SWINGING IT: Shane Taylor has played golf for almost 40 years, and he’s not planning to stop any time soon.
SWINGING IT: Shane Taylor has played golf for almost 40 years, and he’s not planning to stop any time soon. Anastassia Perets

Golf a lifelong game for Shane

YEARS of practice and experience are behind Shane Taylor's golf game on the Monto fairways.

The four-time club champion and club treasurer had his first swing at a ball at the age of 27 in search of a new sport following retirement from football.

He found a perfect fit in golf and now, aged 64, is still swinging.

Taylor's ability was developed over time through a self-teaching method.

"I did it just by watching other people and through trial and error," he said.

"I had my first ever lesson three years ago, and only had it because it was free as Monto Golf Club has golf professionals that come to the club every once in a while to give lessons as part of a government initiative."

The lack of direct coaching from early on did not stop Taylor from competing at a high level.

His golf career highlight is representing Queensland at a national event held in Victoria on a sand greens course in 1993 and 1997.

Taylor placed in the top 20 of the event on his first time around, and it aligned with his best shot ever.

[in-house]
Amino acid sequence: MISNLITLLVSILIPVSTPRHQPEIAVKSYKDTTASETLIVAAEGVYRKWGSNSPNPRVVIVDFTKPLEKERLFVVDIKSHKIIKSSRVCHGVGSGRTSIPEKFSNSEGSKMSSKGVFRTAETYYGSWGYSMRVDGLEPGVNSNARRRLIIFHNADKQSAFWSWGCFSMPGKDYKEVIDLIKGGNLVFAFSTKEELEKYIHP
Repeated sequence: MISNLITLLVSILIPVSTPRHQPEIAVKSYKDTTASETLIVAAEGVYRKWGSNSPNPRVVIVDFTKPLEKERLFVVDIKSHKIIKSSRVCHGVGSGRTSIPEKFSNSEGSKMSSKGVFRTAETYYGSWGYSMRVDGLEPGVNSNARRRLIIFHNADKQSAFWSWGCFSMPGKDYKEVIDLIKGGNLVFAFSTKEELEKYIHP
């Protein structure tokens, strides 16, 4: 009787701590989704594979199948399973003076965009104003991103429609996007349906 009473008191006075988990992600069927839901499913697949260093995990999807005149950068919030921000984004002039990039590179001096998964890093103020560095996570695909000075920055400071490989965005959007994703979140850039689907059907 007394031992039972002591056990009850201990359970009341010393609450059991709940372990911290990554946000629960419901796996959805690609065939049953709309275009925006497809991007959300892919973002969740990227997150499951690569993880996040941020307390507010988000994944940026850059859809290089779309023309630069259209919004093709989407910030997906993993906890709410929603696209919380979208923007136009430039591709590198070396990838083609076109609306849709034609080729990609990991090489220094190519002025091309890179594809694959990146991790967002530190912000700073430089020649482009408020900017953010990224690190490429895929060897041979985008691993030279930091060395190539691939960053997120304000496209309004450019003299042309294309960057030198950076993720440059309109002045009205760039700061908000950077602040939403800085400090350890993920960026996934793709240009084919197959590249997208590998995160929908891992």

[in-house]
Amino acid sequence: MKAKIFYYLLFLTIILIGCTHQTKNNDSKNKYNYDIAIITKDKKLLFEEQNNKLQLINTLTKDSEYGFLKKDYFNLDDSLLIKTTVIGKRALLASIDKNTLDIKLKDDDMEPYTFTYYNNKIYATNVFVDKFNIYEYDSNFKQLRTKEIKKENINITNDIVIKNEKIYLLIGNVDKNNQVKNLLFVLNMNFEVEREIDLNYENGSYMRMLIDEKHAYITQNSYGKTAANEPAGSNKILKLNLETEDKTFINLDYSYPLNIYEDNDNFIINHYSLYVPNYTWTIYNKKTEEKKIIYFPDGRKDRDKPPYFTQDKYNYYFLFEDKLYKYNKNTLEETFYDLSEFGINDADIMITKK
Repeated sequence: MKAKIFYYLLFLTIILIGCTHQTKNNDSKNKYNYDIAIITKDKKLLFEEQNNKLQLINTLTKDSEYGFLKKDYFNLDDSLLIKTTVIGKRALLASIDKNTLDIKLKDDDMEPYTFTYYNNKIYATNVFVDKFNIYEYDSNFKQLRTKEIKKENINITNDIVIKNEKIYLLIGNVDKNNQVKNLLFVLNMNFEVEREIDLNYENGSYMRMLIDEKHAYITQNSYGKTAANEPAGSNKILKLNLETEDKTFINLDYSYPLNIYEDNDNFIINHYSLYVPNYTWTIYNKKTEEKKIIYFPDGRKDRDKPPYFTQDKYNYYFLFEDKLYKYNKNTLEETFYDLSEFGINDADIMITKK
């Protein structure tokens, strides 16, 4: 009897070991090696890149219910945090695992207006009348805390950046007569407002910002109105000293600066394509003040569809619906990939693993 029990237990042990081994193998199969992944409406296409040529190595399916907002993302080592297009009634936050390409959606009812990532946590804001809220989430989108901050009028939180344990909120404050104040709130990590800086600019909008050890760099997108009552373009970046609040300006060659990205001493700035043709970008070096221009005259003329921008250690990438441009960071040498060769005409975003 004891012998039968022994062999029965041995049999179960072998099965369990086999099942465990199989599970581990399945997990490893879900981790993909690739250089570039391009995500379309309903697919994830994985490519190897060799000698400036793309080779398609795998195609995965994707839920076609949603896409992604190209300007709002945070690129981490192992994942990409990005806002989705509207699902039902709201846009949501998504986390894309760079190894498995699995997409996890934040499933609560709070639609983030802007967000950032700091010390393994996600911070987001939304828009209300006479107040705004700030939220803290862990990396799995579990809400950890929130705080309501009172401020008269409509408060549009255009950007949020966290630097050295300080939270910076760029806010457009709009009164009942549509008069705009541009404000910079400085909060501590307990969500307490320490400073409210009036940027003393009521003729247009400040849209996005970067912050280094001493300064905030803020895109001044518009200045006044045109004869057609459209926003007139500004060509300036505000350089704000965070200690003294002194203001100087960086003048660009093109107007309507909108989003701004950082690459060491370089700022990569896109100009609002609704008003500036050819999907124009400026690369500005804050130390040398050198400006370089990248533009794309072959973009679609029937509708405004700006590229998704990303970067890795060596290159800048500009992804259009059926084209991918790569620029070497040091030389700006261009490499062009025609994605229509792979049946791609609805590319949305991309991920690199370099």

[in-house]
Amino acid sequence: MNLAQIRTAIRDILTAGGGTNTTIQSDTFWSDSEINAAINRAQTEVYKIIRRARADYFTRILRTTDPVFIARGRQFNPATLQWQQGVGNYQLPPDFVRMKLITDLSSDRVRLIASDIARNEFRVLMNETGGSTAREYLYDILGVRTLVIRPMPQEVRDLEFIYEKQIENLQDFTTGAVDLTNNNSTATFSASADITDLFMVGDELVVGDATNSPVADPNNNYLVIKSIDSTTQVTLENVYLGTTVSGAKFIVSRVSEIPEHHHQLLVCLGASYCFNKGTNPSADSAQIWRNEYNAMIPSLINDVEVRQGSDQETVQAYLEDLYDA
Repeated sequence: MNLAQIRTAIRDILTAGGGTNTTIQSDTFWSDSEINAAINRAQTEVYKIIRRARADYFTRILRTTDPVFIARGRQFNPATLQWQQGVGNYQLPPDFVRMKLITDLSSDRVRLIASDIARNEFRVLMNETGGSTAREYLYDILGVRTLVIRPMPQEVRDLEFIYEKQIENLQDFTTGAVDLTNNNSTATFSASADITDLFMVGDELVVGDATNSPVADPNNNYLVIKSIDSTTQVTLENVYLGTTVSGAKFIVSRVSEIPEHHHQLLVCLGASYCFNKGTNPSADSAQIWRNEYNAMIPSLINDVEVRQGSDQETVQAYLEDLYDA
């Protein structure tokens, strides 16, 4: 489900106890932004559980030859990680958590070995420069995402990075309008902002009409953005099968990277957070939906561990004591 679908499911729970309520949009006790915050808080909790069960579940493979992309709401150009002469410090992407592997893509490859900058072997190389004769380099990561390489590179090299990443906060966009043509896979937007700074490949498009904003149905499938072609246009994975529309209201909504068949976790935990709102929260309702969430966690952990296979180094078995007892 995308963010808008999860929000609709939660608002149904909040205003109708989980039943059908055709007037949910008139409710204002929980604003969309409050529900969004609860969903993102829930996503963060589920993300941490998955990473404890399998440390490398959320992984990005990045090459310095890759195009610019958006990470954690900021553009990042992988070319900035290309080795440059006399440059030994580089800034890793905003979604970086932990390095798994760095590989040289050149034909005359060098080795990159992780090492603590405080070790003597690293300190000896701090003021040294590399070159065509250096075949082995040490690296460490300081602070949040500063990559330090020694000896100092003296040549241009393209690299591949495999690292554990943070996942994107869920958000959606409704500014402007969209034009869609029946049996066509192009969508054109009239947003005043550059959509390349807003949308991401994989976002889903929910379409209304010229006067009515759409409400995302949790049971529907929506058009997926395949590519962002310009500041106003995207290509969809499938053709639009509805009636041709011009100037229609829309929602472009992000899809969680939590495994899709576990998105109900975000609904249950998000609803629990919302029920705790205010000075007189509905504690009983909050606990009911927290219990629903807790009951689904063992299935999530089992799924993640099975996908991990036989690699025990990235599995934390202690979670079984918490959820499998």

"I have got a hole-in-one twice in my life, and one of them happened to be at the national competition, which was from about 214m away," he said.

The other hole-in-one he got was prior to the 1993 competition, from a distance of 150m.

His travels to Victoria continued in the early 2000s, and he was invited by Golf Queensland to go to Victoria to play in a veterans competition.

He now plays every week and travels to other centres eight to 10 times a year.

This year he won three veteran open days across central Queensland.

"I'm still a single-figure handicap golfer, and it's been only a few years since my lowest handicap of two," he said.

"Right now I'm at about six."

One of the drivers for Taylor to continue to improve is that a day's result really is in the player's hands.

"Unlike games like tennis where you have direct opponents, in golf you are playing against the course," he said.

"You can't control the situation of the course, and have to contain anger.

"I don't throw the club around or anything.

"I think that's a waste of time, but I do exhale really loudly if I'm frustrated."

When not playing, Taylor takes the opportunity to mentor and coach up-and-coming players.

"I think anyone with a talent or skill, they should be sharing it," he said.

"The best part is seeing the younger players grow and improve."

Other sports that Taylor has been heavily involved with include horse events, mainly pony club and rodeos, and cricket.

In his professional life, Taylor worked in the forestry department and was the regional manager for the northern part of Queensland.

He retired four years ago.

Aside from golf, Taylor keeps fit on his hobby farm in Mulgildie.


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